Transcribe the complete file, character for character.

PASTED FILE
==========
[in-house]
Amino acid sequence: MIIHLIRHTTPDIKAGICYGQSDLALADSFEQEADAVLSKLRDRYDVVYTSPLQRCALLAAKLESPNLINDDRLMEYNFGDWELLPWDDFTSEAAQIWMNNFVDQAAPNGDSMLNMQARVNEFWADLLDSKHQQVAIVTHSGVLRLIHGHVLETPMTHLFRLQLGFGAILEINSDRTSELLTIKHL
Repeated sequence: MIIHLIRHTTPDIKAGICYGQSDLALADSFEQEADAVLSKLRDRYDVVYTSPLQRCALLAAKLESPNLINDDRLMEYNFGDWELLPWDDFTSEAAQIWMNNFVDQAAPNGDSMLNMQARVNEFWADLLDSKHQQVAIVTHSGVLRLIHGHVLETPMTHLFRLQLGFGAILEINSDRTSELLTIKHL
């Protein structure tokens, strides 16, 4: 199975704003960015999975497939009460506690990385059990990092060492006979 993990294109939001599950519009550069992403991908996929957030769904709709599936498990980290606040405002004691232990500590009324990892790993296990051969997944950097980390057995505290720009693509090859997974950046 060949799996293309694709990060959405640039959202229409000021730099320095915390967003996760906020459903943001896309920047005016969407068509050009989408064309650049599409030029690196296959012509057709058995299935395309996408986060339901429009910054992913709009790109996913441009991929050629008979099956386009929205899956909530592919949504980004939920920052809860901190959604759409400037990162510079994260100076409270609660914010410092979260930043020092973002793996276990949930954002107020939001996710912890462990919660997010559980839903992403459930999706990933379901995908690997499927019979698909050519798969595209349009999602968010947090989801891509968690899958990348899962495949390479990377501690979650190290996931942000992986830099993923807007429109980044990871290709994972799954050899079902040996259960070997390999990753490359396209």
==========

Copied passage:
[in-house]
Amino acid sequence: MIIHLIRHTTPDIKAGICYGQSDLALADSFEQEADAVLSKLRDRYDVVYTSPLQRCALLAAKLESPNLINDDRLMEYNFGDWELLPWDDFTSEAAQIWMNNFVDQAAPNGDSMLNMQARVNEFWADLLDSKHQQVAIVTHSGVLRLIHGHVLETPMTHLFRLQLGFGAILEINSDRTSELLTIKHL
Repeated sequence: MIIHLIRHTTPDIKAGICYGQSDLALADSFEQEADAVLSKLRDRYDVVYTSPLQRCALLAAKLESPNLINDDRLMEYNFGDWELLPWDDFTSEAAQIWMNNFVDQAAPNGDSMLNMQARVNEFWADLLDSKHQQVAIVTHSGVLRLIHGHVLETPMTHLFRLQLGFGAILEINSDRTSELLTIKHL
């Protein structure tokens, strides 16, 4: 199975704003960015999975497939009460506690990385059990990092060492006979 993990294109939001599950519009550069992403991908996929957030769904709709599936498990980290606040405002004691232990500590009324990892790993296990051969997944950097980390057995505290720009693509090859997974950046 060949799996293309694709990060959405640039959202229409000021730099320095915390967003996760906020459903943001896309920047005016969407068509050009989408064309650049599409030029690196296959012509057709058995299935395309996408986060339901429009910054992913709009790109996913441009991929050629008979099956386009929205899956909530592919949504980004939920920052809860901190959604759409400037990162510079994260100076409270609660914010410092979260930043020092973002793996276990949930954002107020939001996710912890462990919660997010559980839903992403459930999706990933379901995908690997499927019979698909050519798969595209349009999602968010947090989801891509968690899958990348899962495949390479990377501690979650190290996931942000992986830099993923807007429109980044990871290709994972799954050899079902040996259960070997390999990753490359396209």